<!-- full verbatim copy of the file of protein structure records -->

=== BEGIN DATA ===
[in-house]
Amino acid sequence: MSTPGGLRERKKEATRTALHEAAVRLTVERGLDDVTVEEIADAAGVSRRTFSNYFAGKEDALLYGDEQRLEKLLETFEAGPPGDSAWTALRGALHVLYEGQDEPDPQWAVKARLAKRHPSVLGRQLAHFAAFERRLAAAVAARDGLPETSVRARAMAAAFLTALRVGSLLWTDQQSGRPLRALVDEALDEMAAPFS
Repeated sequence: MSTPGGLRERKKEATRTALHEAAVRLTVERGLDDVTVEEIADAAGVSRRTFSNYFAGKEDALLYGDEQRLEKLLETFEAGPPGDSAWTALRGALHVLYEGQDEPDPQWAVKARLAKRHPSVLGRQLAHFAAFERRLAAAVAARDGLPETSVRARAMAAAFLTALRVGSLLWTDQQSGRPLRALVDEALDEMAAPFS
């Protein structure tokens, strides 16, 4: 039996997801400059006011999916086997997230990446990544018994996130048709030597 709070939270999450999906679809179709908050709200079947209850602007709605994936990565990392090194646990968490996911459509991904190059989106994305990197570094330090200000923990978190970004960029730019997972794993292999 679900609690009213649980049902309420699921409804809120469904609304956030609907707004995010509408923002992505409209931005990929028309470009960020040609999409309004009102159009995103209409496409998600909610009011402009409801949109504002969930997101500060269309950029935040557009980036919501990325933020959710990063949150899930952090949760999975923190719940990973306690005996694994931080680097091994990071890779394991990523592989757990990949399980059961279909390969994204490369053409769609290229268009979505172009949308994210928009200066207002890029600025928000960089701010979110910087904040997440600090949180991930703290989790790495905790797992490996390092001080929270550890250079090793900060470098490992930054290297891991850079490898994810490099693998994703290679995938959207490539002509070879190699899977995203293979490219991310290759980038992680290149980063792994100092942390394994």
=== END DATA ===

[in-house]
Amino acid sequence: MSTPGGLRERKKEATRTALHEAAVRLTVERGLDDVTVEEIADAAGVSRRTFSNYFAGKEDALLYGDEQRLEKLLETFEAGPPGDSAWTALRGALHVLYEGQDEPDPQWAVKARLAKRHPSVLGRQLAHFAAFERRLAAAVAARDGLPETSVRARAMAAAFLTALRVGSLLWTDQQSGRPLRALVDEALDEMAAPFS
Repeated sequence: MSTPGGLRERKKEATRTALHEAAVRLTVERGLDDVTVEEIADAAGVSRRTFSNYFAGKEDALLYGDEQRLEKLLETFEAGPPGDSAWTALRGALHVLYEGQDEPDPQWAVKARLAKRHPSVLGRQLAHFAAFERRLAAAVAARDGLPETSVRARAMAAAFLTALRVGSLLWTDQQSGRPLRALVDEALDEMAAPFS
């Protein structure tokens, strides 16, 4: 039996997801400059006011999916086997997230990446990544018994996130048709030597 709070939270999450999906679809179709908050709200079947209850602007709605994936990565990392090194646990968490996911459509991904190059989106994305990197570094330090200000923990978190970004960029730019997972794993292999 679900609690009213649980049902309420699921409804809120469904609304956030609907707004995010509408923002992505409209931005990929028309470009960020040609999409309004009102159009995103209409496409998600909610009011402009409801949109504002969930997101500060269309950029935040557009980036919501990325933020959710990063949150899930952090949760999975923190719940990973306690005996694994931080680097091994990071890779394991990523592989757990990949399980059961279909390969994204490369053409769609290229268009979505172009949308994210928009200066207002890029600025928000960089701010979110910087904040997440600090949180991930703290989790790495905790797992490996390092001080929270550890250079090793900060470098490992930054290297891991850079490898994810490099693998994703290679995938959207490539002509070879190699899977995203293979490219991310290759980038992680290149980063792994100092942390394994």